We already have crossed four of nine “planetary boundaries” that set theoretical limits on changes to the environment before we leave the "safe operating space for humanity," a team of researchers reports in the journal Science.
The four boundaries involve the extinction rate, deforestation, the level of carbon dioxide in the atmosphere, and the flow of nitrogen and phosphorous — used on land as fertilizer — into the ocean.
“What the science has shown is that human activities — economic growth, technology, consumption — are destabilizing the global environment,” says Will Steffen, who holds appointments at the Australian National University and the Stockholm Resilience Center and is lead author of the paper.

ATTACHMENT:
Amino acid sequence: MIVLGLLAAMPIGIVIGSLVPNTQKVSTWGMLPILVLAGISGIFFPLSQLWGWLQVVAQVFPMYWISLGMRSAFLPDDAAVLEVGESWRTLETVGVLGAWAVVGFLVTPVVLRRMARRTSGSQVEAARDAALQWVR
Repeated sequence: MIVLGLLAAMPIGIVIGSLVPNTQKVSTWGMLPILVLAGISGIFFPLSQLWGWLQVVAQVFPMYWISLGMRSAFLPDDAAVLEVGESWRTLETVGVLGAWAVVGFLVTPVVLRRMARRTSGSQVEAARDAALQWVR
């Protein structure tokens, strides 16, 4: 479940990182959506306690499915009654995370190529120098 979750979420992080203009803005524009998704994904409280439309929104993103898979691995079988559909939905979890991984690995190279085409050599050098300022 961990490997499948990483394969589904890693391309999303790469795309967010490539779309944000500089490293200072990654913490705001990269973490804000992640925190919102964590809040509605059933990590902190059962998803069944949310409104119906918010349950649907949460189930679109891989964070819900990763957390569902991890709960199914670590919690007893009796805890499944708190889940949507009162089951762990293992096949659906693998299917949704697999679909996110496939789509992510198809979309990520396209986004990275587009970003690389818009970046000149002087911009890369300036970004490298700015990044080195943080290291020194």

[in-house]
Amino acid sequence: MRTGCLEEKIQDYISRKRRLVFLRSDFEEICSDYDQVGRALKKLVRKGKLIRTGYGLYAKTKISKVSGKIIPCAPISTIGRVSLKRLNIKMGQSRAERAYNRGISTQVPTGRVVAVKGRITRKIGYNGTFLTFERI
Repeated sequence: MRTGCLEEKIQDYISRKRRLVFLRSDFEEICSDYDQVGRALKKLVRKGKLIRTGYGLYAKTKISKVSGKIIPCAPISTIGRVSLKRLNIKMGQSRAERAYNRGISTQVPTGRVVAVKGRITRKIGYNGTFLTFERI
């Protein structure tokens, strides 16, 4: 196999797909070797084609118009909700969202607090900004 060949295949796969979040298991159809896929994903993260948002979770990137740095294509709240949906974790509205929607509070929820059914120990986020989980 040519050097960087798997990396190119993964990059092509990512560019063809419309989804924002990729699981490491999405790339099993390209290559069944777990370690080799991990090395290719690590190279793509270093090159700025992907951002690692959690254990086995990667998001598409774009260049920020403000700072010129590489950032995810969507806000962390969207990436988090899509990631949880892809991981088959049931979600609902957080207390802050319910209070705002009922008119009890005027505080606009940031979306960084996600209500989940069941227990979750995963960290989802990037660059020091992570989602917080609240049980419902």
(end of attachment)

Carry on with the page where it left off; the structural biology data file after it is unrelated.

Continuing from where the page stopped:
A second research team reporting in Science says humans are on the verge of causing unprecedented damage to the oceans and ocean life.
Meanwhile, there's bad news and good news on our sense of the importance of doing something about climate change, says The Washington Post.
The Pew Research Center asked Americans which policy issues they believe should be a top priority for the Obama administration and Congress this year.
Thirty-eight percent said dealing with global warming should be a top priority, putting that issue second to last among 23 priorities.
But that 38 percent is almost 10 percentage points higher than last year, when only 29 percent of Americans said global warming should be a priority, the Post says.